Saturday, May 30, 2009

More on multiple constraints

Hank has been pestering me to comment on this paper (preprint on Klaus Keller's web page), which appeared not so long ago. It seems to have been aimed squarely at the "we can't hope to estimate climate sensitivity" hand-wringers, and as such you won't be too surprised to find that it has my full approval. The paper illustrates how observations of surface warming, and ocean heat content, can jointly be much more powerful in climate sensitivity than either observation is by itself. The basic reason for this is elegantly demonstrated in their Figure 2: although the surface warming by itself is compatible with high sensitivity, this requires a high ocean mixing to keep the warming rate down. Ocean heat content is also by itself compatible with high sensitivity, but only if ocean mixing is low and the warming is restricted to the upper levels, otherwise the ocean takes up too much heat in total. Taking account of both the surface air temperature and the ocean heat content is only possible if sensitivity is moderate.

I expect this point must be already implicit in much previous work (eg Chris Forest and Reto Knutti have used both surface and ocean observations together) but I don't suppose it has been so clearly illustrated in this way. Note that the authors are not actually presenting an accurate estimate, but rather presenting the argument that such an estimate is in principle possible. Two reasons for this are that (1) the ocean heat observations are currently rather poor, and (2) that we don't know the total forcing accurately enough due to aerosol uncertainties. So they are restricted to presenting the hypothetical possibility of such a result, and suggesting that research to tighten up these other uncertainties would be valuable. But even so, it serves to contradict stuff like that strange Roe and Baker paper which claimed (with Frame and Allen eulogising it) that we can't possibly hope to generate an accurate estimate for fundamental physical reasons. That simply isn't true.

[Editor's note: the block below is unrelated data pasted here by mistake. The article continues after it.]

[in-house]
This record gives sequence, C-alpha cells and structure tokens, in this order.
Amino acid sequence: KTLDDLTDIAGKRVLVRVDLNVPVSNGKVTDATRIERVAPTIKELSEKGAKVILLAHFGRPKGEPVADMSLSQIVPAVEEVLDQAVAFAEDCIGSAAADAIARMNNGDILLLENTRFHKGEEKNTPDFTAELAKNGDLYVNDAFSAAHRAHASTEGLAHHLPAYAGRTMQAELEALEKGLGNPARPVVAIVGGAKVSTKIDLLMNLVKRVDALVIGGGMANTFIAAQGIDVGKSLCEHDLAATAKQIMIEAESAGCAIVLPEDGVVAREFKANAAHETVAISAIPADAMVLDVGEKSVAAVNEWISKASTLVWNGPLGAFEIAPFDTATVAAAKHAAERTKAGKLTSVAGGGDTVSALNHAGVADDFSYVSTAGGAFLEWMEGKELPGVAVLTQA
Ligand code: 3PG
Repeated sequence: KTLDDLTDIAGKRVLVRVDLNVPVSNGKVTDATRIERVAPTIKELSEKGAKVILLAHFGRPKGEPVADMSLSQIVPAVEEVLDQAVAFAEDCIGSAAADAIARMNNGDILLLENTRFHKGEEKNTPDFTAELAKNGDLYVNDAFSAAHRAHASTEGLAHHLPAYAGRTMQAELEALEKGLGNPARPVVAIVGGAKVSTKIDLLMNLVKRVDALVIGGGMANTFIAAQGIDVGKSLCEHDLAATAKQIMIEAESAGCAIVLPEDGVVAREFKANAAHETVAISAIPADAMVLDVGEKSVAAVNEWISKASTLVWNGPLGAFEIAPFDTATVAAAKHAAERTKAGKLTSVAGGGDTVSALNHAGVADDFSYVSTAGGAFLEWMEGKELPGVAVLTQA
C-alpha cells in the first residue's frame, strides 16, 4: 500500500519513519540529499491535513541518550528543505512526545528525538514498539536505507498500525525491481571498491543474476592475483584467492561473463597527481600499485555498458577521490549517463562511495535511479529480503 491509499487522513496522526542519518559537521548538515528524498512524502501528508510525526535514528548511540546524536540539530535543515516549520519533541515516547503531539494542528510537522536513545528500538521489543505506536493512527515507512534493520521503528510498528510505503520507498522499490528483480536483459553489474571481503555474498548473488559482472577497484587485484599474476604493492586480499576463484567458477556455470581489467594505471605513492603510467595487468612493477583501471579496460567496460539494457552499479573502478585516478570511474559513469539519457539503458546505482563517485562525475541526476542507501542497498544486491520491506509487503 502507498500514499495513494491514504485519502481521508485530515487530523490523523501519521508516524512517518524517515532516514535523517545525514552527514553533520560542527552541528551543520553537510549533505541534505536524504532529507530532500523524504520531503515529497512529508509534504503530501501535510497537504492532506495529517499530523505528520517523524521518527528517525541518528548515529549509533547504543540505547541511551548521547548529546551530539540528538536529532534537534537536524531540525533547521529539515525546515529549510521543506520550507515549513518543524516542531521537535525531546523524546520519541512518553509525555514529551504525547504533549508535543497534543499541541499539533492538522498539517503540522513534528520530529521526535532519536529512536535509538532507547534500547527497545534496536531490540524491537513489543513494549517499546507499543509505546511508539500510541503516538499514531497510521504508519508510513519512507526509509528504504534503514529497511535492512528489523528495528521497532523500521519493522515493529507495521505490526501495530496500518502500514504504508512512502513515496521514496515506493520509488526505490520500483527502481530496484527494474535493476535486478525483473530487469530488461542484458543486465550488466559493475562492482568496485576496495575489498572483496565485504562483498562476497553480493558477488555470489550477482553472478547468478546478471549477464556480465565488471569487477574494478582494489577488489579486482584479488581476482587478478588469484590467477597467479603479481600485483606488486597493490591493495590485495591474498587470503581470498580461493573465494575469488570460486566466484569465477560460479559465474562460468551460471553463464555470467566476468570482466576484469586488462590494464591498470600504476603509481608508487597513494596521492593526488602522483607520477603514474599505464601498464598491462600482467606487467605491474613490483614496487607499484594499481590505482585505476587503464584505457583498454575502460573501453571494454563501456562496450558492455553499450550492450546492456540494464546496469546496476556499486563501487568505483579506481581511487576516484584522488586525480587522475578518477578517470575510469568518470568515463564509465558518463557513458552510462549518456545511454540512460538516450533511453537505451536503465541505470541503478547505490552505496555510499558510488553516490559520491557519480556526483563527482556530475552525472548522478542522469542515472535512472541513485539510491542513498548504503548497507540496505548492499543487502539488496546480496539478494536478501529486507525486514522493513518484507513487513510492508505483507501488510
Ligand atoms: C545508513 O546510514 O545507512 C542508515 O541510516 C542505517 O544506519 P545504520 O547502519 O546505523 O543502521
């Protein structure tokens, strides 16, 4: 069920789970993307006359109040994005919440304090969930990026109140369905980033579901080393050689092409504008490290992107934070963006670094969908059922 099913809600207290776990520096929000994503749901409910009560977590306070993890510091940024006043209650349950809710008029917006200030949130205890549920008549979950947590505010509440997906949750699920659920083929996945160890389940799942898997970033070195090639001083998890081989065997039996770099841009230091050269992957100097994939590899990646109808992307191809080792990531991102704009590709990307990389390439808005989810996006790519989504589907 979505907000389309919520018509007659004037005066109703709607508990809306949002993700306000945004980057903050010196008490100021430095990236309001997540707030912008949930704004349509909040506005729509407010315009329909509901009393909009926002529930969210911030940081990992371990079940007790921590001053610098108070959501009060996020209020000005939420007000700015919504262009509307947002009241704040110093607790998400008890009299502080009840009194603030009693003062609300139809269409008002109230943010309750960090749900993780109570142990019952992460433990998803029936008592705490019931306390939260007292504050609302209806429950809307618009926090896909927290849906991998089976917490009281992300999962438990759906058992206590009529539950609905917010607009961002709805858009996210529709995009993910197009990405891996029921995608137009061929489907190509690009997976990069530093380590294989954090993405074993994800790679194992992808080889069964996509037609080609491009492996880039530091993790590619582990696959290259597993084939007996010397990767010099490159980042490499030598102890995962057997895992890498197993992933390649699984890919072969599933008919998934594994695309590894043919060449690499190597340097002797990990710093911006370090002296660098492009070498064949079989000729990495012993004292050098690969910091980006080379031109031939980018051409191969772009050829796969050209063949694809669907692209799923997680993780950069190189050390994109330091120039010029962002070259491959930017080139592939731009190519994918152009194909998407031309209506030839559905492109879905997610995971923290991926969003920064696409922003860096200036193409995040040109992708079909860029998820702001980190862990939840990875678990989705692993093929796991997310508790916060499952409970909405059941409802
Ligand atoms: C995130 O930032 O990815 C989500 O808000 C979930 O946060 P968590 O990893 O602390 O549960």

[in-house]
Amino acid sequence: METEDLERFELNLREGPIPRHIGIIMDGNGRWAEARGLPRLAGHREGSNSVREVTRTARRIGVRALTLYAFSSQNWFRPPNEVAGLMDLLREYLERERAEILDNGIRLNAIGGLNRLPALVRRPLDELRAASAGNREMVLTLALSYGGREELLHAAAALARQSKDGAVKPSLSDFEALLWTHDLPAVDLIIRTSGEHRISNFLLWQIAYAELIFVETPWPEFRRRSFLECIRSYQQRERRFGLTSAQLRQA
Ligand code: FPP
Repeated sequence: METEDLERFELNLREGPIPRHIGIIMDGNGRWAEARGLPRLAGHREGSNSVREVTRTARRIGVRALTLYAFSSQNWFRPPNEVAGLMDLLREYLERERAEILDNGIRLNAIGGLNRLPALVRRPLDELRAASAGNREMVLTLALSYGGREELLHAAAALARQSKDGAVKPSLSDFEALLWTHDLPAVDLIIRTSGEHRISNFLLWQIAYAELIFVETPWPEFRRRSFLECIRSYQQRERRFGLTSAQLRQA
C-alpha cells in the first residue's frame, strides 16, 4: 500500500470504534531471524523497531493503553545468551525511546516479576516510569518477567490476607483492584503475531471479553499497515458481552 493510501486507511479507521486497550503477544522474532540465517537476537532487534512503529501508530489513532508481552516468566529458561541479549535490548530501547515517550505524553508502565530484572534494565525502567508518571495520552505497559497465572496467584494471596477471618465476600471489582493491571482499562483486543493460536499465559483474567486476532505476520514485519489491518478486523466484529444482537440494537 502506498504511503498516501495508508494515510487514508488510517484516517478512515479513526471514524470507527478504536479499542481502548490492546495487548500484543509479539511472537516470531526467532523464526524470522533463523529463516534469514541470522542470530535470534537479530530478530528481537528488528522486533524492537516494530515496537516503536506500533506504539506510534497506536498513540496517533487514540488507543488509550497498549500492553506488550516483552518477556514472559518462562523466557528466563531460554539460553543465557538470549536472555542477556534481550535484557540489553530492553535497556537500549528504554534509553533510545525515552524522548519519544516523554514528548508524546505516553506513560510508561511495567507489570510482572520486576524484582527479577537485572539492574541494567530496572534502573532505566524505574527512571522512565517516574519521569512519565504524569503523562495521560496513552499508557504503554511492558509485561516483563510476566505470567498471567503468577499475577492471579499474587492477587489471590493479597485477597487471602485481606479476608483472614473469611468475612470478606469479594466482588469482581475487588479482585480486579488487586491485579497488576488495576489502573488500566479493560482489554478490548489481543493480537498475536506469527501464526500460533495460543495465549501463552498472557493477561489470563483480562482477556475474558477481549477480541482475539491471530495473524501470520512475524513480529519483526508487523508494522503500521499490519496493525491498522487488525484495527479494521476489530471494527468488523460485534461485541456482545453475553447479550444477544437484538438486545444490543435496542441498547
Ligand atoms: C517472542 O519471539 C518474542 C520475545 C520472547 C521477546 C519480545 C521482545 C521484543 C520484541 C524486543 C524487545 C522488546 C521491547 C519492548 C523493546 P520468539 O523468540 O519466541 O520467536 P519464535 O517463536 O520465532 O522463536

There's another Urban and Keller paper I am less excited by, Probabilistic hindcasts and projections of the coupled climate, carbon cycle, and Atlantic meridional overturning circulation systems: A Bayesian fusion of century-scale observations with a simple model which I think was described as "in press" at the EGU. Unfortunately it's another of these start-with-a-uniform-prior-and-don't-use-much-information papers, which therefore ends up in a moderately "alarming" result. As with the previous paper, they present it as a sort of proof of concept, so I don't think they will mind me saying that I don't find their numerical results particularly credible. Among their 18(!) parameters, one of their most critically important parameters (hydrological sensitivity) seems to be just a guess that is completely unidentifiable from the observations used. They also estimate climate sensitivity, and have generated the typical long tail with high values that is inevitable when one starts (as they did) with a uniform prior and uses little data to constrain it. Their posterior estimate for sensitivity (shown somewhere in Figure 2) appears to have a mean of about 5C and a high probability of exceeding 7C, which IMO is ridiculous (and nowhere do they explain why they disagree so violently with the entire IPCC). To his credit, Nathan Urban did say he would not use uniform priors so readily in the future, but it's too late to change this one.

No comments: